I am, quite possibly, in the worst physical condition of my life. This is something about which I take no pride whatsoever. It’s just how it is these days. I made a commitment several months ago to walk at least thirty minutes every day. I also got a membership at the local gym so that I could walk even on rainy days. The $10/month fee was simply too good to pass on. I did take a few walks through the neighborhood and with a friend along the Guadalupe Creek trail. I also went to the gym, perhaps five or six times, at most. Each workout was followed by a long nap. I’m 64 and retired. An afternoon nap is one of the perks of retirement, right? I found myself taking naps every day, even on days I did not walk.
In recent months, I’ve also noticed that walking up a simple flight of steps, or up one of San Francisco’s many hills, left me feeling unusually winded. I would stop and take a break before continuing on my way. Just a part of getting older, right?
I also noticed another change in my body. After sitting or laying down for awhile, if I stood up too fast, I’d feel lightheaded. On a few occasions, I thought I was about to pass out, but the feeling passed quickly. Now, after laying down, I sit on the edge of the bed for a few moments before standing up. And if I’ve been sitting, I stand up and pause for a moment or two before walking. I’ve found this to be very helpful.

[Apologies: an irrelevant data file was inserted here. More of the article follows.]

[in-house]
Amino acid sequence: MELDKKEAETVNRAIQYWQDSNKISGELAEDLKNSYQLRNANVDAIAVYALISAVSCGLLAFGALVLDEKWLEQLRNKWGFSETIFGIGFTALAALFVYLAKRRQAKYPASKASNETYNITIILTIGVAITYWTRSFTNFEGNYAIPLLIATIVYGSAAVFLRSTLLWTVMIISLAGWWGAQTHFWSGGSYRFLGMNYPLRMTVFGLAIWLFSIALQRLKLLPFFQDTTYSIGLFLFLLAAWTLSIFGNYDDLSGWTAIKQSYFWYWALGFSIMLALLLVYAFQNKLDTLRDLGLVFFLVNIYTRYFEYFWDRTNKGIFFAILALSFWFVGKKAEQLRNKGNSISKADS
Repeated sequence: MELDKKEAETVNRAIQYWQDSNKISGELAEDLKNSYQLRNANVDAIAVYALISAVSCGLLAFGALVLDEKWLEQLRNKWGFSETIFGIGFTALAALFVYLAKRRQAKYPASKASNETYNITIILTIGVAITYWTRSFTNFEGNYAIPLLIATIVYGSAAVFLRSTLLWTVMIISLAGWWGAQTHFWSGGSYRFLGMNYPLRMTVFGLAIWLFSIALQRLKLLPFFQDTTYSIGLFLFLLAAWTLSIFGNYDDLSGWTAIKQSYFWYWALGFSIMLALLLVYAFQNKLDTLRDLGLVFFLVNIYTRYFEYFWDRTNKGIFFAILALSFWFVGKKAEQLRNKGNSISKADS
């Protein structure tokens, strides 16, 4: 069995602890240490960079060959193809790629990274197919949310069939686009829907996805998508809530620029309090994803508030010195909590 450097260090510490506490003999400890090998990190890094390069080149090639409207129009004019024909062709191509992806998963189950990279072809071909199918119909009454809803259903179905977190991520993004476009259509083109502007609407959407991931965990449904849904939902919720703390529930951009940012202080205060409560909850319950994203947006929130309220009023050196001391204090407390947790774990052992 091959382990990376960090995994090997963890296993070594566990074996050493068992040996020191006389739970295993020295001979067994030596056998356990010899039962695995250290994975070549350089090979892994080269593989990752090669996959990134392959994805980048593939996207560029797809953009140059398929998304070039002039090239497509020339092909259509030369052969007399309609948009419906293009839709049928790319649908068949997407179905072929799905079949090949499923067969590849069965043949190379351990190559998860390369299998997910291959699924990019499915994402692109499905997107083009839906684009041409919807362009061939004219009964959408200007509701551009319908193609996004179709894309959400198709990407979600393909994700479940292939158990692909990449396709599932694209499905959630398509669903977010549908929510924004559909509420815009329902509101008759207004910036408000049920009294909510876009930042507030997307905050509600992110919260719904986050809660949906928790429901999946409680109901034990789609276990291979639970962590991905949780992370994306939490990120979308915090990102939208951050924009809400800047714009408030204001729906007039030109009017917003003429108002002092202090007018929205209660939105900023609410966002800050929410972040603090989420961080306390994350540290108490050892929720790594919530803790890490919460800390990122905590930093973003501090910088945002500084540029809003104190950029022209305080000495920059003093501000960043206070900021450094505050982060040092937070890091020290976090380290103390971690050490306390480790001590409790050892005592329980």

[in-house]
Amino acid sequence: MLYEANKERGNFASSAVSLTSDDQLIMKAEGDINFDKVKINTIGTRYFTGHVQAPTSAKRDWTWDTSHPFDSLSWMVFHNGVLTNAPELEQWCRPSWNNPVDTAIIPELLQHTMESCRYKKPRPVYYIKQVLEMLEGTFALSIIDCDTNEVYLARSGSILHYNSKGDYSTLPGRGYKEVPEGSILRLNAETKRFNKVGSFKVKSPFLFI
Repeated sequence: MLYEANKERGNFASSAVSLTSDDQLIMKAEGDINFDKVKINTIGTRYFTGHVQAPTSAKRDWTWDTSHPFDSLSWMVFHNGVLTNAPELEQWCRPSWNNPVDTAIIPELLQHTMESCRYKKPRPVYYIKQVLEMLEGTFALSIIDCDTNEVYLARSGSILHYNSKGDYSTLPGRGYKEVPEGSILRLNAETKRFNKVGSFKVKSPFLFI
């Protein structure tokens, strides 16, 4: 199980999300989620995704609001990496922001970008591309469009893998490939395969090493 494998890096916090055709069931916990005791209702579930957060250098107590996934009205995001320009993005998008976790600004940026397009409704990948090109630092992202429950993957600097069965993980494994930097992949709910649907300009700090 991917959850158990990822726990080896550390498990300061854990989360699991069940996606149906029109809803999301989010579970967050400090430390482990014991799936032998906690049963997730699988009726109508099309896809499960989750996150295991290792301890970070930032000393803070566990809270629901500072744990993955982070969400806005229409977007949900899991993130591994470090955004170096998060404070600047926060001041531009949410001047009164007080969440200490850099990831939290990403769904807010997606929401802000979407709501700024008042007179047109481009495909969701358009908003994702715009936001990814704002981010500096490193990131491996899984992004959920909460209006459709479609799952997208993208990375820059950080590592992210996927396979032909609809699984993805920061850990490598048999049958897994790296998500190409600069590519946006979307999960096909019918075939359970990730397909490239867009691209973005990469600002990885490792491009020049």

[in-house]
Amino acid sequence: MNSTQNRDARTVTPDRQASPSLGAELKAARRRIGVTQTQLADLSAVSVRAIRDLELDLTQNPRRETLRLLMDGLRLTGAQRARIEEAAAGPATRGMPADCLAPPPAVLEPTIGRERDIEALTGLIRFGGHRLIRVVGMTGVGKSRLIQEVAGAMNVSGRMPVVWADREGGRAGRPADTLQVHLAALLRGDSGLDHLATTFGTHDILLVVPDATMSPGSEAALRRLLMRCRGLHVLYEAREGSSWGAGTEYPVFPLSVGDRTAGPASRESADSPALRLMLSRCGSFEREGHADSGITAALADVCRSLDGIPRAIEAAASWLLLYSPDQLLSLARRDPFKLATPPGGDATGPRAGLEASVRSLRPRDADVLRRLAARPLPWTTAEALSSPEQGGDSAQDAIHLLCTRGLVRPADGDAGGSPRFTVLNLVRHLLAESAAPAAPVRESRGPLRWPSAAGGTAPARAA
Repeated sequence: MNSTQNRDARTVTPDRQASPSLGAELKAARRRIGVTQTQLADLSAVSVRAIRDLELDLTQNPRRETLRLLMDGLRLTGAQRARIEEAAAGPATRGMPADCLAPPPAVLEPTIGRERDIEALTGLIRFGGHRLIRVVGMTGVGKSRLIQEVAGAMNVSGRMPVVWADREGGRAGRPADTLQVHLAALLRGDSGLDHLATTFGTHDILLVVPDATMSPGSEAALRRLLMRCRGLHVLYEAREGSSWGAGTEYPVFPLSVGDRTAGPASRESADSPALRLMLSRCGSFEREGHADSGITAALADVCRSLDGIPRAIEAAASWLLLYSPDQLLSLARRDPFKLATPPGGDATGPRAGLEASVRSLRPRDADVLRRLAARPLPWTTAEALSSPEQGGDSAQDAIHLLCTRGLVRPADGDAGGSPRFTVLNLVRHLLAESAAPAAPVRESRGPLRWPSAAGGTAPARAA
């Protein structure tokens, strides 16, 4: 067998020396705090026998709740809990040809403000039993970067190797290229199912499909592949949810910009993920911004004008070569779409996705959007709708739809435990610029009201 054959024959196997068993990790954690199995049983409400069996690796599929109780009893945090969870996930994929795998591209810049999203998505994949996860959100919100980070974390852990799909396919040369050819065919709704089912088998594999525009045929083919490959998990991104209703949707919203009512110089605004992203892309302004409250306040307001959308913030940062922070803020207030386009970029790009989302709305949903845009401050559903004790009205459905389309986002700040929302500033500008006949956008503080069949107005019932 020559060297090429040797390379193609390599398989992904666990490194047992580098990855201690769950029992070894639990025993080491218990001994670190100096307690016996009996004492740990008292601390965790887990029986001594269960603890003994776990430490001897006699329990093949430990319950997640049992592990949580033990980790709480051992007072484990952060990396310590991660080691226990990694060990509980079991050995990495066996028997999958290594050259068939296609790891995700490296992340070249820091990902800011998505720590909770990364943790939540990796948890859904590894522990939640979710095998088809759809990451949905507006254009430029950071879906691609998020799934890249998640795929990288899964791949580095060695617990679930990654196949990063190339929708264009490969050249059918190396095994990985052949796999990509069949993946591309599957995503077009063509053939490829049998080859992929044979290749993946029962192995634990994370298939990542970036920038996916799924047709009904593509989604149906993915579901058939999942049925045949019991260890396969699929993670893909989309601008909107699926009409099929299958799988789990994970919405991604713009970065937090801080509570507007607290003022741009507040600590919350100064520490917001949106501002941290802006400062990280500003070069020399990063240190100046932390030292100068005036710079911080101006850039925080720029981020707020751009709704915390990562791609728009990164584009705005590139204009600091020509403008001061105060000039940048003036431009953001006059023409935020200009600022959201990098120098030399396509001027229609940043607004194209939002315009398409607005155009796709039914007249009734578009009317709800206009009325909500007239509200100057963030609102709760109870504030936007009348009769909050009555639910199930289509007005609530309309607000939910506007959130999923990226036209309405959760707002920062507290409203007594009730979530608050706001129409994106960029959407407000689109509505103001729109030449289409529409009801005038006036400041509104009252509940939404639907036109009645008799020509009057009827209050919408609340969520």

As a result of these experiences, it was no surprise when the doctor, having seen the results of a blood test, scheduled me for an immediate EKG, followed by an echocardiogram. While the two procedures are often thought to be the same thing, the EKG was ordered first to determine if there are any irregularities in the heart rhythm. The result of my EKG was abnormal. The echocardiogram provides a more in-depth look at how the heart functions. The results of my testing led to the diagnosis of atrial fibrillation. What a coincidence! September is Atrial Fibrillation Month!
One of the greatest challenges of this condition is that there are often no recognizable symptoms. When symptoms do present themselves, they can include dizziness, fatigue, inability to exercise, and shortness of breath. Bingo!
So what is atrial fibrillation? AFib, as it is commonly called, is a condition in which the heart flutters, or beats irregularly, resulting in poor blood flow. In my case, my heart’s upper chambers (atria) beat out of coordination with the lower chambers (ventricles). If left unchecked, blood can pool in the smaller upper chambers leading to the potential for blood clots.
Is it possible to be grateful given such a diagnosis? Absolutely! I’m grateful to have excellent health insurance. I’m grateful for the outstanding medical personnel at Kaiser Hospital in Santa Clara. I’m grateful that my condition was diagnosed now, rather than after having a stroke. And I’m grateful that with medication (Pradaxa for four weeks) and a cardioversion procedure (electric shock, coming up in three weeks), there is a very good chance that my heart will begin to beat normally again — for awhile, at least.
Life occasionally throws us curveballs. We have the option to complain about them, pretend we don’t notice them, or take our best swing at them. Baseball was never my game, but I’ve dusted off my bat and I’ll give this my best shot.